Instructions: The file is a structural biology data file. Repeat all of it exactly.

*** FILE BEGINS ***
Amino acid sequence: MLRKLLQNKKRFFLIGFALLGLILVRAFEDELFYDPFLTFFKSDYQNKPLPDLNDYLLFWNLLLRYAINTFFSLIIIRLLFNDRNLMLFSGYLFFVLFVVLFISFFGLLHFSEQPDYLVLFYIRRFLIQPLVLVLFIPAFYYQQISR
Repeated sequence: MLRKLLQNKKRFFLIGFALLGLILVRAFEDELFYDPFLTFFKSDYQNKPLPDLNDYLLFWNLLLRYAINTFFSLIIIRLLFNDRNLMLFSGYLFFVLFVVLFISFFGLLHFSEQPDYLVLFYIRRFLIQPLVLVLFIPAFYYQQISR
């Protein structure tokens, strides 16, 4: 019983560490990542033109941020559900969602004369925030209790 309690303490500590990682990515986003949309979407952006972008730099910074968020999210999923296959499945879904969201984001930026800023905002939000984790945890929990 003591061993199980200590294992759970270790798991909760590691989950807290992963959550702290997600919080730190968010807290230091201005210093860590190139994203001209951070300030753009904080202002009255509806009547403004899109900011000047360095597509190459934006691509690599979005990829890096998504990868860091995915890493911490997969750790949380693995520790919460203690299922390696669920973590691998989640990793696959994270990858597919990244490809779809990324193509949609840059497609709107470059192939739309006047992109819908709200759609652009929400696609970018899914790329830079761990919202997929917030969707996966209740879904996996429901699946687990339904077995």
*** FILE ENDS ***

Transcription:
Amino acid sequence: MLRKLLQNKKRFFLIGFALLGLILVRAFEDELFYDPFLTFFKSDYQNKPLPDLNDYLLFWNLLLRYAINTFFSLIIIRLLFNDRNLMLFSGYLFFVLFVVLFISFFGLLHFSEQPDYLVLFYIRRFLIQPLVLVLFIPAFYYQQISR
Repeated sequence: MLRKLLQNKKRFFLIGFALLGLILVRAFEDELFYDPFLTFFKSDYQNKPLPDLNDYLLFWNLLLRYAINTFFSLIIIRLLFNDRNLMLFSGYLFFVLFVVLFISFFGLLHFSEQPDYLVLFYIRRFLIQPLVLVLFIPAFYYQQISR
């Protein structure tokens, strides 16, 4: 019983560490990542033109941020559900969602004369925030209790 309690303490500590990682990515986003949309979407952006972008730099910074968020999210999923296959499945879904969201984001930026800023905002939000984790945890929990 003591061993199980200590294992759970270790798991909760590691989950807290992963959550702290997600919080730190968010807290230091201005210093860590190139994203001209951070300030753009904080202002009255509806009547403004899109900011000047360095597509190459934006691509690599979005990829890096998504990868860091995915890493911490997969750790949380693995520790919460203690299922390696669920973590691998989640990793696959994270990858597919990244490809779809990324193509949609840059497609709107470059192939739309006047992109819908709200759609652009929400696609970018899914790329830079761990919202997929917030969707996966209740879904996996429901699946687990339904077995």